The Saratoga Sun -

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Do you have what it takes to be a public servant?

Next week—May 12—marks the start of the filing period for the 2022 Primary Election. In recent elections, the Saratoga Sun has encouraged our readers to head to the polls in both primary and general elections to cast their votes. What should be equally stressed is the need for people to run for those offices in the first place, especially at the local level.

After all, there could be a great turnout of voters but it means little if there is nobody to vote for.

Just two years ago, during the 2020 election, the Town of Medicine Bow was close to finding out what would happen if there weren’t enough people on their town council. One potential consideration was dissolving the municipality and becoming part of unincorporated Carbon County. Fortunately, Medicine Bow now has a full governing body.

Medicine Bow wasn’t the only town with a lack of candidates. Hanna and Riverside, also, had more seats than candidates.

This year, the municipalities of Saratoga, Riverside, Elk Mountain and Sinclair have a total of four seats—out of five—which will appear on the ballot. A four-year mayoral seat and two four-year council seats will be joined by a two-year unexpired council seat. In some cases—such as Saratoga—most of the current seat holders have no intention of running for re-election

We at the Saratoga Sun believe we cannot overstate the importance of running for public office and becoming a public servant. Nearly 240 years ago, three simple words began the preamble to the United States Constitution; “We the People”. In 1863, President Abraham Lincoln, in his Gettysburg Address, described our government as one “of the people, by the people, for the people”. Both of these phrases, though simple, still hold great power today.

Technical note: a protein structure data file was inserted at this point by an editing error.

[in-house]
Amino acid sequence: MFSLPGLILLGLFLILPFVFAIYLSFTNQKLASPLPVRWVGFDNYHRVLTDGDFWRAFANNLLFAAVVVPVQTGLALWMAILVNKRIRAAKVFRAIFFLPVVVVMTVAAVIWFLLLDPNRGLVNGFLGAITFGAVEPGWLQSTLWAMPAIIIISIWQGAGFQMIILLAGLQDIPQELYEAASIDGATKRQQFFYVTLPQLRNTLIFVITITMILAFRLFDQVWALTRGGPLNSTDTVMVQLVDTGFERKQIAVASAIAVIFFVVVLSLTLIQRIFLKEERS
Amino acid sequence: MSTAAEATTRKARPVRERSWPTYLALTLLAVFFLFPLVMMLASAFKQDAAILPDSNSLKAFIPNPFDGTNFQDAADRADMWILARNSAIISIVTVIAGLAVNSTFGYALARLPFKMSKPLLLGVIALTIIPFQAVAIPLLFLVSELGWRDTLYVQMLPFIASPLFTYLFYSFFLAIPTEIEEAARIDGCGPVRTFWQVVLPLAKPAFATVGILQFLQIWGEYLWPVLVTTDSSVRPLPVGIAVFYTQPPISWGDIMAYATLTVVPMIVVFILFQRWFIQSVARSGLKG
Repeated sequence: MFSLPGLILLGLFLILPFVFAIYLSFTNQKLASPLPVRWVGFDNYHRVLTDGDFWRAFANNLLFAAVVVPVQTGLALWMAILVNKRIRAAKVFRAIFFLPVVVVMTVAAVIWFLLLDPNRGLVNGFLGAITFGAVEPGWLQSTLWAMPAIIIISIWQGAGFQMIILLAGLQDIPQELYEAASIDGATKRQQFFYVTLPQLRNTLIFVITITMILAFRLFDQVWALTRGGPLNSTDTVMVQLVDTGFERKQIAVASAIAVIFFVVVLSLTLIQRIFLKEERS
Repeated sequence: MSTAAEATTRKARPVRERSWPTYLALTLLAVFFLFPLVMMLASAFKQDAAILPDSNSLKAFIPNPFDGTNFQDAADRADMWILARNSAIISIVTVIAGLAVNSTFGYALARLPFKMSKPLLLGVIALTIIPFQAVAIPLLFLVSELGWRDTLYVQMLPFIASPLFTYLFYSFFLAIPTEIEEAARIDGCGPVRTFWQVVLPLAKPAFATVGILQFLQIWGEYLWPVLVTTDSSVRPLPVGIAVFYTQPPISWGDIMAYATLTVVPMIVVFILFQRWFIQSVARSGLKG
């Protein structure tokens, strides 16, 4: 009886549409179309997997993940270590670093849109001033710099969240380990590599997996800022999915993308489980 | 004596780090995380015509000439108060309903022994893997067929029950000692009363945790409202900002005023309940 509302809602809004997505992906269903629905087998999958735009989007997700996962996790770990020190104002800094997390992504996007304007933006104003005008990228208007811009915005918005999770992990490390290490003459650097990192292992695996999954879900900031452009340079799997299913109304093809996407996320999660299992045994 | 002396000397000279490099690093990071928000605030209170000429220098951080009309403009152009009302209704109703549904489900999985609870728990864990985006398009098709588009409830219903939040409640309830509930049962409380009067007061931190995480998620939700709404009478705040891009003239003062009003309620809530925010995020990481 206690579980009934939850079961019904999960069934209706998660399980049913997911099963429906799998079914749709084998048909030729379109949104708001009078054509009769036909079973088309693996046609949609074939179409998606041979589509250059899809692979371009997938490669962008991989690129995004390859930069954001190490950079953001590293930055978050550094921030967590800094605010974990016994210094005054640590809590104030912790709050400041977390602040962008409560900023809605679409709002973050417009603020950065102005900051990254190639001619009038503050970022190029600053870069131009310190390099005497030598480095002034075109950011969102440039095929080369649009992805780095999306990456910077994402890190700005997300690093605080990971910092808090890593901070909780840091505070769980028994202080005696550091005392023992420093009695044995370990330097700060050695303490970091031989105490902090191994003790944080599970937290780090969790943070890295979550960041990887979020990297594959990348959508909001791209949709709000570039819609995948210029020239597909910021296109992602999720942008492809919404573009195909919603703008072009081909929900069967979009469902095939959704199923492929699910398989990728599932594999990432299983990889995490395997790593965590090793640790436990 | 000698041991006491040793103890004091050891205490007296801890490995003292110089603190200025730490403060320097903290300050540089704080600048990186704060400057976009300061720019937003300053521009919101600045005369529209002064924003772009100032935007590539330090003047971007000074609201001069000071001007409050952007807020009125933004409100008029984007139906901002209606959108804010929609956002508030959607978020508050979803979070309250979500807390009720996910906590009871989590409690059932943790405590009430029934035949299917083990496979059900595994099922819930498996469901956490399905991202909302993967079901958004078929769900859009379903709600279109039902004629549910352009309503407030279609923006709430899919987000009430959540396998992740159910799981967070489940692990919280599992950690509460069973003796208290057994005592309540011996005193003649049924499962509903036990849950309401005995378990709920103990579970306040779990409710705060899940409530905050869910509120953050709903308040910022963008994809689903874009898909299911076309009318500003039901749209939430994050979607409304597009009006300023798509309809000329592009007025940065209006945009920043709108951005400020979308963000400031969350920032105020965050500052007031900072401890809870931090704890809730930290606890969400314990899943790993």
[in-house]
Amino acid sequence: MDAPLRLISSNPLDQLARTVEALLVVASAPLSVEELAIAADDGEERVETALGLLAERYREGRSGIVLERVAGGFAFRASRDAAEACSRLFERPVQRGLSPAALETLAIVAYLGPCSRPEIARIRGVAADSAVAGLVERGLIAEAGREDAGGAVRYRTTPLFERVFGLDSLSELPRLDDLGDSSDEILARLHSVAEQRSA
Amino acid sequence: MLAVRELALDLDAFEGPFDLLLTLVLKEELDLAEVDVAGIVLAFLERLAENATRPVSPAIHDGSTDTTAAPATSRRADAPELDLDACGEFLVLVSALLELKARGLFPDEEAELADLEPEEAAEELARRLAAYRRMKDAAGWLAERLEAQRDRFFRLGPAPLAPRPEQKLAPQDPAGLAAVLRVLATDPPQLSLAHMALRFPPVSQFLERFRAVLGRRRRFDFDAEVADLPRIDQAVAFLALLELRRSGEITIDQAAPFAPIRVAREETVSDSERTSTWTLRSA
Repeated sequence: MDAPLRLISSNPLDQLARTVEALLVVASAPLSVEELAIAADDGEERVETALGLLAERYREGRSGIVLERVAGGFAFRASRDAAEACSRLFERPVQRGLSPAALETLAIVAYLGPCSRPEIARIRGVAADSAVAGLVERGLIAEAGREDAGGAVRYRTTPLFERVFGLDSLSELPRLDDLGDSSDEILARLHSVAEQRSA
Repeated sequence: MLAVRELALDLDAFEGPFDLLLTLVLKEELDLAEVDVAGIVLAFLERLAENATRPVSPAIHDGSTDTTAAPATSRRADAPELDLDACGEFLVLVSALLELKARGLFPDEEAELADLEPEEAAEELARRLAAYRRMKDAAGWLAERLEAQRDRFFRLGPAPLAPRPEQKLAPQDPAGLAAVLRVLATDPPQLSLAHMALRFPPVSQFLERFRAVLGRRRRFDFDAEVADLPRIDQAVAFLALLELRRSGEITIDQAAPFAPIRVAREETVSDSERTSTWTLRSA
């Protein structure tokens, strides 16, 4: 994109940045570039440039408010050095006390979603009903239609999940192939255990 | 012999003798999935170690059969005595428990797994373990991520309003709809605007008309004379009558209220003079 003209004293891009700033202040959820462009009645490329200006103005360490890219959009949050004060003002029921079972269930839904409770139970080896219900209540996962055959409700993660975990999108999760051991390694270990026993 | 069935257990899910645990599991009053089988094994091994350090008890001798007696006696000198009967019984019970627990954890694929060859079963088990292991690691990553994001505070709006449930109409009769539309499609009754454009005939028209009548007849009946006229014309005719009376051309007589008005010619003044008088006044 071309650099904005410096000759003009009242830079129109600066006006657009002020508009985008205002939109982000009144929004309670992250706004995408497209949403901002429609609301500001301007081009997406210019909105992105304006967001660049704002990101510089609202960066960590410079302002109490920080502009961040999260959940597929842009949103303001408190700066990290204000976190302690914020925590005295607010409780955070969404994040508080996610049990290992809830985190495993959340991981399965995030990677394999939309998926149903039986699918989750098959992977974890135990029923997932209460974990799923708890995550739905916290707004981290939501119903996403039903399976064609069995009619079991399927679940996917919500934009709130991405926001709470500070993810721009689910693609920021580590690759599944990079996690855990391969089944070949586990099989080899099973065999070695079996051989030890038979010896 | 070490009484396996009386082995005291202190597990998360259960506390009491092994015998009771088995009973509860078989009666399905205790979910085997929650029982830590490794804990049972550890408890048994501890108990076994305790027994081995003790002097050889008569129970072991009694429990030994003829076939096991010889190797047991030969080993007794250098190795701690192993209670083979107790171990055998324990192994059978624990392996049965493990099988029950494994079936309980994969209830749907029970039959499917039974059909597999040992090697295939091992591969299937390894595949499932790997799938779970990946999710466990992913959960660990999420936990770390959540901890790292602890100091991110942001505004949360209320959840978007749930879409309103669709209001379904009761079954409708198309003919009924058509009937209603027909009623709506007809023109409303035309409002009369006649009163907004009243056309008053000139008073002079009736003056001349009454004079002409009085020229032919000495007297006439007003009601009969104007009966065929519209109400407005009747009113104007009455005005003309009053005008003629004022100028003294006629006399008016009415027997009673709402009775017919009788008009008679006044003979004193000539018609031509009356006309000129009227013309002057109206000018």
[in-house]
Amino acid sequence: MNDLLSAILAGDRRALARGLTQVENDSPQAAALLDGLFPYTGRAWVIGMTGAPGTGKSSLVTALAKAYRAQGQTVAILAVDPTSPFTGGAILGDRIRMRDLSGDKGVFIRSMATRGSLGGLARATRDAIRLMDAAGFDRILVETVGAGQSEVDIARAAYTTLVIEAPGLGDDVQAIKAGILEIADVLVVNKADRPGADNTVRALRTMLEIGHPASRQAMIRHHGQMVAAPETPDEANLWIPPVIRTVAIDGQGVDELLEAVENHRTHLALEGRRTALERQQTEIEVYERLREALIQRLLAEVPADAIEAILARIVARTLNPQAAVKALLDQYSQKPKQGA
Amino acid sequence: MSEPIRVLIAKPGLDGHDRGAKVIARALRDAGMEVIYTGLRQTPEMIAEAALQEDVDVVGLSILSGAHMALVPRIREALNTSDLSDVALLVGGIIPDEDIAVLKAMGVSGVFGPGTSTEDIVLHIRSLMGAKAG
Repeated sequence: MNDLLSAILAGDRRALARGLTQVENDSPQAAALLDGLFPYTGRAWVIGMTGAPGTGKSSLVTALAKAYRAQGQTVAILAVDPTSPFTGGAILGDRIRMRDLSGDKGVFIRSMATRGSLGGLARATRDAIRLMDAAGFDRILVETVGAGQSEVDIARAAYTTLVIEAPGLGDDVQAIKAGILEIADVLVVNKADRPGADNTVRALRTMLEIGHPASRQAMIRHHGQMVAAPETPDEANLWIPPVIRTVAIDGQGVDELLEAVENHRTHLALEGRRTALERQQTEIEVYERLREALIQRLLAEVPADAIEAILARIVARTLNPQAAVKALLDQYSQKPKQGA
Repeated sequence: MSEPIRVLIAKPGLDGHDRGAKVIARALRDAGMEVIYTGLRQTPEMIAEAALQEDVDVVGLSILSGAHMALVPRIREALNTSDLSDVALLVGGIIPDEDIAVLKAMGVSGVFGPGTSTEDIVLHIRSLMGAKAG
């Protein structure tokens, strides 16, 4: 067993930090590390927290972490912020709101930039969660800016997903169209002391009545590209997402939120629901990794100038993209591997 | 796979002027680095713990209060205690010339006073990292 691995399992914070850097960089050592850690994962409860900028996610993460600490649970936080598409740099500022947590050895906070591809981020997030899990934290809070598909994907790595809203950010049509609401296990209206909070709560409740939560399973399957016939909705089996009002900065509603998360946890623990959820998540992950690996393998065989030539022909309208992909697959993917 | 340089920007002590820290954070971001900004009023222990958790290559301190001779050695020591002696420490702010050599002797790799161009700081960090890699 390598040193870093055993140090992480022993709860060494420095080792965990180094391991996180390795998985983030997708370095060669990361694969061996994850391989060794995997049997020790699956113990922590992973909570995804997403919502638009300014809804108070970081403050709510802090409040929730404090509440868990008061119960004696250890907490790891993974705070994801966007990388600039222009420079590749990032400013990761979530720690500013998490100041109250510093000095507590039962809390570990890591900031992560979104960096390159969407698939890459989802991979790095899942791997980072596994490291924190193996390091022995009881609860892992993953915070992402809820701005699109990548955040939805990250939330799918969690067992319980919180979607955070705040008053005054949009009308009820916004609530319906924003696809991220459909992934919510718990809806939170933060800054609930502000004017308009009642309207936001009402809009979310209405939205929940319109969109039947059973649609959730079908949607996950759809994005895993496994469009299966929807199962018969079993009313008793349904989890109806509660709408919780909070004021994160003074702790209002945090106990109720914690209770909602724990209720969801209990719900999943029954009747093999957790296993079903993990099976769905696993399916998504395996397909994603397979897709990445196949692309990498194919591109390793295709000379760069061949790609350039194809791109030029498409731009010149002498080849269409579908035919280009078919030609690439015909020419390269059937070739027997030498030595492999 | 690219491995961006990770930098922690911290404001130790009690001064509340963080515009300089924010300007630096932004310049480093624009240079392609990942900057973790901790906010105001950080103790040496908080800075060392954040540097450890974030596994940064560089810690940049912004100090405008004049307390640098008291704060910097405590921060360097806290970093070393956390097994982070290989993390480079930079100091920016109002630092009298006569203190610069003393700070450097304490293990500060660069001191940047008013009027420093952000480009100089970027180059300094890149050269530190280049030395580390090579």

Though the Founding Fathers established our country as a Republic, it is also a representative democracy. Through the democratic process of voting, we select those we believe will best represent us at the local, state and national level. If there is nobody to vote for, then how can one be represented?

As a resident of your town—whether young or old, multigenerational or recently arrived—if you want to see change you have to be the one to initiate that change. If you’ve been waiting for a sign if now is your time, consider this your sign. We at the Saratoga Sun encourage anyone who has called for change in their local communities, anyone who has briefly considered a run for local office, anyone who is just interested in serving their communities, to seize this moment. While voting is the most important thing a person can do, for it to be effective we need candidates.

Don’t wait too long to make your decision. 

While the filing period opens May 12, it closes at 5 p.m. on May 27. If you do decide to run for office, contact us here at the Saratoga Sun and we can work with you to get your name out there before the primary election on August 16.

 

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